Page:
As you get started, here are some helpful tips to remember:

Tip 1: Be Prepared

Do your research and planning before you call people together to start the workforce planning process. As the driver of this process, you should have a clear outline of what the steps of the process will be.

Tip 2: Get Buy-In

If leaders don’t see why workforce planning will be impactful, they won’t care about the process. Like all of us, executives are busy and need to focus on the priorities, so show them why this is a priority. Before you formally get started, have individual conversations with those who will be involved to talk through any concerns.

Start Small

This might seem strange given that workforce planning is a broad analysis, but even so you need to bite off only what you can chew. Set reasonable deadlines for yourself and others. Once you’ve been through the process, you’ll get a better idea of how it all works.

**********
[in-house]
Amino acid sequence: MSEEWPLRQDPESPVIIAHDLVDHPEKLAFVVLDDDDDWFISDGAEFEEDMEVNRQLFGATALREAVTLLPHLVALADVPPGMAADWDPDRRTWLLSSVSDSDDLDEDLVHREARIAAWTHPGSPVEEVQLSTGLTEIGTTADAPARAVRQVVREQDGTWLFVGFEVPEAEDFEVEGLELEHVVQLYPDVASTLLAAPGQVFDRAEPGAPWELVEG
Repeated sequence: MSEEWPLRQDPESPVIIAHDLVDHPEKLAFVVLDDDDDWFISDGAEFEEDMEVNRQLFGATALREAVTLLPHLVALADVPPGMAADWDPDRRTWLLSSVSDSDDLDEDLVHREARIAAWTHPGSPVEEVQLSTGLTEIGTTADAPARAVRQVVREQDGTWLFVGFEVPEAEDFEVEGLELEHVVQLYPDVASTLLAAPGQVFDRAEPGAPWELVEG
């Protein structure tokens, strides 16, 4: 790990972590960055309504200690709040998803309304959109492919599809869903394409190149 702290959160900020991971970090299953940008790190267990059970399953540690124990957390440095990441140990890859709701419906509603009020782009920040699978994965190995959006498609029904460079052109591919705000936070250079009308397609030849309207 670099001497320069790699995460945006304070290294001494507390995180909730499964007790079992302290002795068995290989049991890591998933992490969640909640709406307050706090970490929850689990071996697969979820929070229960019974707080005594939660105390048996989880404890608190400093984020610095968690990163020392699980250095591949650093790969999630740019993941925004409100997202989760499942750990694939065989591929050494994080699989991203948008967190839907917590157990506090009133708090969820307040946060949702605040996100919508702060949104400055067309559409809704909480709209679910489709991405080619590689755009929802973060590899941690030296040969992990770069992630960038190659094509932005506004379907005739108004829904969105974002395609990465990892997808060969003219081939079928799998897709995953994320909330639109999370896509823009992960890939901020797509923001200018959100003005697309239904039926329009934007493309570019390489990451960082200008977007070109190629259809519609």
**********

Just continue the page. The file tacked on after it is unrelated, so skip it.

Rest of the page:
Do It Again

This is not a one-time process that will solve your problems for the next five years. As mentioned before, your workforce is always changing, as is the market. Even your organization’s priorities will change over time. Come back to these steps regularly and think of this as an ongoing project rather than a one-time event.

Tools to Help You With Workforce Planning

Make sure to use softwares or other digital tools of your choice to help manage this process. Here are a few to explore:

Human Resources Information System (HRIS)

If you already use an HRIS, that’s a great place to start. From your HRIS, you may be able to easily pull the metrics you need for planning. Some more advanced HRISs may even have specific tools to help with budgets, forecasting, succession planning and more.